In the Old Prisoners Act, measurements could only be taken from persons who were convicted or those arrested in connection with an offence punishable by rigorous imprisonment of more than one year. However, in the Identification Act, the measurements can be taken of all convicted and arrested persons, without any requirement of a minimum threshold for those not convicted. Further, measurements can be taken from individuals under preventive detention as per Section 3(c). Thus, all-in-all, the new Act has introduced a whole sea of new measurements that could be taken, and these new measurements can be taken from more people than under the Old Prisoners Act.
In this blog, the authors analyse the constitutionality of the Identification Act by examining whether the collection and storage of measurements satisfy the proportionality test for privacy infringing measures set out in Justice K. S. Puttaswamy v Union of India (5 judge-bench) (“Puttaswamy”).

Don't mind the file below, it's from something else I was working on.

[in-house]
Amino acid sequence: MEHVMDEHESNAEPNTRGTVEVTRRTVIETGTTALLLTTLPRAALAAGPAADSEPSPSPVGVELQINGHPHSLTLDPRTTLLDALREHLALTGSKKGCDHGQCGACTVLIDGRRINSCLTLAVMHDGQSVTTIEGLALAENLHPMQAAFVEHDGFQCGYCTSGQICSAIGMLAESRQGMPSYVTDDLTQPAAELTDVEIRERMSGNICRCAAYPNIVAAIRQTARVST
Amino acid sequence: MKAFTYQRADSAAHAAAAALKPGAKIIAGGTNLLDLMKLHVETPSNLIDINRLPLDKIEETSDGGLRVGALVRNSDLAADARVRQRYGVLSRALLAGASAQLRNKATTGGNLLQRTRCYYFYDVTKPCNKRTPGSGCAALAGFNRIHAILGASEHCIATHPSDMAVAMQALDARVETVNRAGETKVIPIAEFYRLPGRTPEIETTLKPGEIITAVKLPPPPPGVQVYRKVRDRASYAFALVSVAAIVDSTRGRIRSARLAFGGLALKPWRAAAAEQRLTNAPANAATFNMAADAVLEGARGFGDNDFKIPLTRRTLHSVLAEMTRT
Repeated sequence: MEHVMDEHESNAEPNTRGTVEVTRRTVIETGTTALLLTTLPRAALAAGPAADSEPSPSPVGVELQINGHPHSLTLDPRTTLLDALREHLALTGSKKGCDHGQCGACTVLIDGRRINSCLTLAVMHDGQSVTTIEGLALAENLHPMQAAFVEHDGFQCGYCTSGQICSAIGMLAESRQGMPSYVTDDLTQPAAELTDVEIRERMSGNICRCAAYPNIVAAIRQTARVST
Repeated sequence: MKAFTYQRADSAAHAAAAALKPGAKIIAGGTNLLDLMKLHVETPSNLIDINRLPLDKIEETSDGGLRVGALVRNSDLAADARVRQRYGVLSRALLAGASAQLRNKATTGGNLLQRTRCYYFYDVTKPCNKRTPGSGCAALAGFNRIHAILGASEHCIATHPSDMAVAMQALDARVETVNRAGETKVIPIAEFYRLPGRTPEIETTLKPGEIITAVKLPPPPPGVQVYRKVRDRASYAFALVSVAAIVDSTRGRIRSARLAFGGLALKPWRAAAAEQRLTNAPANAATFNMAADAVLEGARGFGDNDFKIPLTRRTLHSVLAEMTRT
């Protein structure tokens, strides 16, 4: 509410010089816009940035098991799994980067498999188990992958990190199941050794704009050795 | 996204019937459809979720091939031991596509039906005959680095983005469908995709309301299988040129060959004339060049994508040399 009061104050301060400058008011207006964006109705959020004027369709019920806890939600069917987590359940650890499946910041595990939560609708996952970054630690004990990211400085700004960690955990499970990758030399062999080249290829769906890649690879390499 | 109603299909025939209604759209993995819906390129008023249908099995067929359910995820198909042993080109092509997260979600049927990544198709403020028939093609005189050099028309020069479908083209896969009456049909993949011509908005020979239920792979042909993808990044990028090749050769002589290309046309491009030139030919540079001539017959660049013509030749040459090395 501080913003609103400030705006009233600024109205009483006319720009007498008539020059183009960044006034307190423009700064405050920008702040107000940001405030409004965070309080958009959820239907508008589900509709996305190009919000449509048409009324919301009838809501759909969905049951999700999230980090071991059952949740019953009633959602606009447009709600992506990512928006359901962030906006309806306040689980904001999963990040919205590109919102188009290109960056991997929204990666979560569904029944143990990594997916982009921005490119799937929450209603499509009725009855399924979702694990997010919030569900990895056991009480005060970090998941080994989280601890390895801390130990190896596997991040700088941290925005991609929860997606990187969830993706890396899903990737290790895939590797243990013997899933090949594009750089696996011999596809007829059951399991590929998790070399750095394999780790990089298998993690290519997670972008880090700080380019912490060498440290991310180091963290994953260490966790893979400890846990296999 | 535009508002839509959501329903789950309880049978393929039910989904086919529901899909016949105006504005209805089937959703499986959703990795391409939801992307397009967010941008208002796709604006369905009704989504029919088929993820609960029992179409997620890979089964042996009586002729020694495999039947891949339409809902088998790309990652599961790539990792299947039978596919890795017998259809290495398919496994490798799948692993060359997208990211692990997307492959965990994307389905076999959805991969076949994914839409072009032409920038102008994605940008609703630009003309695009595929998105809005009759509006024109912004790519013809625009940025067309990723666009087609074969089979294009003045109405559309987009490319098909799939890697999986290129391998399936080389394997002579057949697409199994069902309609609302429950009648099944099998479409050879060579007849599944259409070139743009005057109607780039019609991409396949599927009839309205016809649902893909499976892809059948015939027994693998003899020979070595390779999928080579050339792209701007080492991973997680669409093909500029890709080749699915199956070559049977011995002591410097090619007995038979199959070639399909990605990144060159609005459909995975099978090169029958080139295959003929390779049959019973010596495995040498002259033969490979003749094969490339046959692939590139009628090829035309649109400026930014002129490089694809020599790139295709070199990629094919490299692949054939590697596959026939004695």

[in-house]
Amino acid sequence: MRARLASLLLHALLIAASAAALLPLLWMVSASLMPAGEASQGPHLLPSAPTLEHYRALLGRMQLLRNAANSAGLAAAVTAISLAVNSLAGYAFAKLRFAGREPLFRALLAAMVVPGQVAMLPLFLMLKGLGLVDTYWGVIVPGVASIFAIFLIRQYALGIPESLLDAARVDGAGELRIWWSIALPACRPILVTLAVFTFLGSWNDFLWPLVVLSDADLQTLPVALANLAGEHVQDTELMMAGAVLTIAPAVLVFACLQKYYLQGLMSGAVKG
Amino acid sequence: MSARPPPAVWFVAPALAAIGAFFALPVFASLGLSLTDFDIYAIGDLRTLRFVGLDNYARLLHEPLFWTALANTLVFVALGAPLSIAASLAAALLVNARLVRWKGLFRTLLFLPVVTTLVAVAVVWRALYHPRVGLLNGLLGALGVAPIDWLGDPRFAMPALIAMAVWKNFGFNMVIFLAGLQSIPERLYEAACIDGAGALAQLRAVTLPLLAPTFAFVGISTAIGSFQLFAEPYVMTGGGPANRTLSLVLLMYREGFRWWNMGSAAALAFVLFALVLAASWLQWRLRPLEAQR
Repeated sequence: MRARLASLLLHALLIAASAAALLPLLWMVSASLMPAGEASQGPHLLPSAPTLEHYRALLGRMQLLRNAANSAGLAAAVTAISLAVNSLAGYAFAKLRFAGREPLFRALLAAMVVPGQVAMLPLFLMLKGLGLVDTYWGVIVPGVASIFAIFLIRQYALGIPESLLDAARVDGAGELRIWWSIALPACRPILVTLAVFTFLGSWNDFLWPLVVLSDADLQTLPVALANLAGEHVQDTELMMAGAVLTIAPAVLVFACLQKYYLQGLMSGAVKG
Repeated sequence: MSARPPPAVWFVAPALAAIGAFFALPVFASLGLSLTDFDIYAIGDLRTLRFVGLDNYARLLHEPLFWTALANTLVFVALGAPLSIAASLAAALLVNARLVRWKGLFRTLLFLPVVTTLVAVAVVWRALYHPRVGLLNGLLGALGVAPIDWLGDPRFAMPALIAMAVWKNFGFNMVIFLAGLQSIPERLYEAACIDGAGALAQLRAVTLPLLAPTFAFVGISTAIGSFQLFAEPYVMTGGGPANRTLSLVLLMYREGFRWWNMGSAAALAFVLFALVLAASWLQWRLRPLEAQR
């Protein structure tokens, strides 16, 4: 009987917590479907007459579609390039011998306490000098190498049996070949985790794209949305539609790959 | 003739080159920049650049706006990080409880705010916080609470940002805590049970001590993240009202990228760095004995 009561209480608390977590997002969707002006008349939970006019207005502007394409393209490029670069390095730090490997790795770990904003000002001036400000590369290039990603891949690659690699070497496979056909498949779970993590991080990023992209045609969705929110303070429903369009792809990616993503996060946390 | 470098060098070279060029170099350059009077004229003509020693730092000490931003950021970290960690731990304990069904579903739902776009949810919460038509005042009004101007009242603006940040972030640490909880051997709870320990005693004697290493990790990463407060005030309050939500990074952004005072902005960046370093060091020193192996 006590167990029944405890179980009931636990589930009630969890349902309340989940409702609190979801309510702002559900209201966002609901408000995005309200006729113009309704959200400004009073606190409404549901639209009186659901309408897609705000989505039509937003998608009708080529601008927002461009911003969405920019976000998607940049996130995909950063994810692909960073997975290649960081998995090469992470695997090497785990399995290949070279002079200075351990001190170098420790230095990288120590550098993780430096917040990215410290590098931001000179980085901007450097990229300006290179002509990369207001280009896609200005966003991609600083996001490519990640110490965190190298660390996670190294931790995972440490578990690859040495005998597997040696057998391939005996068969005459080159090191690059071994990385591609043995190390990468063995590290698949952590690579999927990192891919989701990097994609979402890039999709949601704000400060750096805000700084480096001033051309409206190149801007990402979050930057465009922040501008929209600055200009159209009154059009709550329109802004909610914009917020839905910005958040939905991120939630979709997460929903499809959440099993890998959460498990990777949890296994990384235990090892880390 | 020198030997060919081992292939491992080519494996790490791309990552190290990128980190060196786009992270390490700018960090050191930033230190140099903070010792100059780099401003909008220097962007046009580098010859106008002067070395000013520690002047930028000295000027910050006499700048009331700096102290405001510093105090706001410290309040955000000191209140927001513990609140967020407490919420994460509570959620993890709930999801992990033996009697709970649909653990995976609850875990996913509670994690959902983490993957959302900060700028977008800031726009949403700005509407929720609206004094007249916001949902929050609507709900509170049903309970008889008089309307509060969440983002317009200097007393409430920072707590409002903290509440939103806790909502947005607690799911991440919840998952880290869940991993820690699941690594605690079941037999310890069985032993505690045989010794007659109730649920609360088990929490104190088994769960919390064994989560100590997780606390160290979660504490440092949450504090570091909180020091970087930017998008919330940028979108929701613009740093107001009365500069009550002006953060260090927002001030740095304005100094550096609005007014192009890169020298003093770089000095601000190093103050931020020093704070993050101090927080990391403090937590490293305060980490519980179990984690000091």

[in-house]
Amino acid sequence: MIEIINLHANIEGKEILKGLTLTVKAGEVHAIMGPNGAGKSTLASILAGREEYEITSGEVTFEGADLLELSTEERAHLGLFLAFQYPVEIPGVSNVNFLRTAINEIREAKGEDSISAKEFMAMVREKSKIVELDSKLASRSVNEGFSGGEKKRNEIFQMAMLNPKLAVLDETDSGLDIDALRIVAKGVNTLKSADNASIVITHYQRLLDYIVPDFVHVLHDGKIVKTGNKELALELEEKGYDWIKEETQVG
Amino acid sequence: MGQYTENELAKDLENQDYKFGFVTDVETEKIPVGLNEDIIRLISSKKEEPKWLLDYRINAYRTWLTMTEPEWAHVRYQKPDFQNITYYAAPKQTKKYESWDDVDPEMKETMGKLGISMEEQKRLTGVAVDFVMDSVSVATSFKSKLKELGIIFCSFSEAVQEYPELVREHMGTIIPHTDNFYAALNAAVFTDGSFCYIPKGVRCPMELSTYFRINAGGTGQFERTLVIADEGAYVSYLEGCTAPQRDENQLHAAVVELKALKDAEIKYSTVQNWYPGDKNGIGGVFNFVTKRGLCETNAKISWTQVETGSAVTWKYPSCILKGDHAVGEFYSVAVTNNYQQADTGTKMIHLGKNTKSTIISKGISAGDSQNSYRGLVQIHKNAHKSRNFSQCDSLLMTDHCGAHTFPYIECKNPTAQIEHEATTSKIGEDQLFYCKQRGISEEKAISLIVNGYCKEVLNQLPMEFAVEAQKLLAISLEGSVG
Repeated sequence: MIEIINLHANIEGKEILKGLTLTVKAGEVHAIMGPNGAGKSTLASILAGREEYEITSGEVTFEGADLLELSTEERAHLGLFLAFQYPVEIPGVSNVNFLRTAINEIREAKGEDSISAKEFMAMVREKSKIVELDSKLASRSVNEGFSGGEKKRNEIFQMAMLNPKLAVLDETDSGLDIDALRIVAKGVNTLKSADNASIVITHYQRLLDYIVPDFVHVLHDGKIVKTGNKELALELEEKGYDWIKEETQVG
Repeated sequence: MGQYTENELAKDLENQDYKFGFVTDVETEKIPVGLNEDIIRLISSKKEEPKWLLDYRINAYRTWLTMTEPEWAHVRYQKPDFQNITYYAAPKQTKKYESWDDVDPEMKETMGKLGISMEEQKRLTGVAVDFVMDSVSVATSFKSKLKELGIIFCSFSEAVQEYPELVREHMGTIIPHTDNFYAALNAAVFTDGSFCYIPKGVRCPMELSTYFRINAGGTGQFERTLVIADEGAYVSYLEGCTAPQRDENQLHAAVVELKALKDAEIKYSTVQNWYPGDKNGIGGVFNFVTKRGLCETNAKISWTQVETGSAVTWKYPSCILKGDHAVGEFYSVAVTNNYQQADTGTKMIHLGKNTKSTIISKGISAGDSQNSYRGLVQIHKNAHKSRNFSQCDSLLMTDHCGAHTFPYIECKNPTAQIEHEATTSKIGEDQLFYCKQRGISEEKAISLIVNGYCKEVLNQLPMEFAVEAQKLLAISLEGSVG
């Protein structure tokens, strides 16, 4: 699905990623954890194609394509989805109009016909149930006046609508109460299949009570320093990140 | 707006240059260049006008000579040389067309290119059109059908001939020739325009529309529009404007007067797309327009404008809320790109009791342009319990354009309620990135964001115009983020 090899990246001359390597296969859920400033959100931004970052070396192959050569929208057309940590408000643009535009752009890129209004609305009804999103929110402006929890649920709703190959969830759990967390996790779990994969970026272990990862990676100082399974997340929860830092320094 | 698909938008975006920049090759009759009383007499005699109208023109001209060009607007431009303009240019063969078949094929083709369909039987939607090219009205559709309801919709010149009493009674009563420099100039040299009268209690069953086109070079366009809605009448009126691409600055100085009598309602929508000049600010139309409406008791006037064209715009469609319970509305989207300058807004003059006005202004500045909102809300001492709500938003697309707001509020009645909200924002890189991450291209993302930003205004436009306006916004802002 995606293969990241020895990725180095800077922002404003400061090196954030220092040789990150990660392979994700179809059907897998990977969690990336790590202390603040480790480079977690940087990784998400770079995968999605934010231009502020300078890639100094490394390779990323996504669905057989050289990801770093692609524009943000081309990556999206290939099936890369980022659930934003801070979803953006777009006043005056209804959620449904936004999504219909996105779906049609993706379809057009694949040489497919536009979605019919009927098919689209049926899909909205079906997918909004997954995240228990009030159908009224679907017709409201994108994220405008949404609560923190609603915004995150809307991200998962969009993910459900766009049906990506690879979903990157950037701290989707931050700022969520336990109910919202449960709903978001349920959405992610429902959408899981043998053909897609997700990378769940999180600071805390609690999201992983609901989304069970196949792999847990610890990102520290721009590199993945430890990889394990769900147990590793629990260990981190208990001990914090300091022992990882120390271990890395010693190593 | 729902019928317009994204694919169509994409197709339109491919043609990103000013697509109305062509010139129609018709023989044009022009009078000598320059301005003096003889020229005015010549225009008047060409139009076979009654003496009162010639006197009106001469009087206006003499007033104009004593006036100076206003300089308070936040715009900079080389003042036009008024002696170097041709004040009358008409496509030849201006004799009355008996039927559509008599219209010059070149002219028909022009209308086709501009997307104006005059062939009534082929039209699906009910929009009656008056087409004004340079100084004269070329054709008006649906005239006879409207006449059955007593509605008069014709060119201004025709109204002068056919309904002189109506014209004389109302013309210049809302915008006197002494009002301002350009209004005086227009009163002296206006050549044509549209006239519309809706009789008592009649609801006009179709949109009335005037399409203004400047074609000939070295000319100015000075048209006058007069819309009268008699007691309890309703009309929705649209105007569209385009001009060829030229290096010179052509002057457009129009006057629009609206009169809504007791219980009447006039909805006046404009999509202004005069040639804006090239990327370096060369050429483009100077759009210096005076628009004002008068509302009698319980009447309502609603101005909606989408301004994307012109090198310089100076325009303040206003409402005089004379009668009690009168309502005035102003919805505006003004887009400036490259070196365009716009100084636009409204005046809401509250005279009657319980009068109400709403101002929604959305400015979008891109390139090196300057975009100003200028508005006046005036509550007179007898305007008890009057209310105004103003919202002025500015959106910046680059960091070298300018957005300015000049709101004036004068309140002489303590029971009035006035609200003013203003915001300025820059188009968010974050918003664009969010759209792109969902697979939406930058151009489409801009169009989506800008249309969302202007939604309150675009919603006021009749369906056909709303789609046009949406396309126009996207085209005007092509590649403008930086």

Proportionality: the Puttaswamy test
The proportionality test, first set out in the Right to Privacy decision, was subsequently elucidated on and applied by J. Sikri in the Puttaswamy judgment; the criteria for judging the constitutionality of State interference with an individual’s right to privacy may be summarised as follows:
- Legitimate aim – the action taken by the government must be for a proper or legitimate purpose.
- Rational nexus – there should be a rational connection between the infringing act and the legitimate state aim sought to be achieved.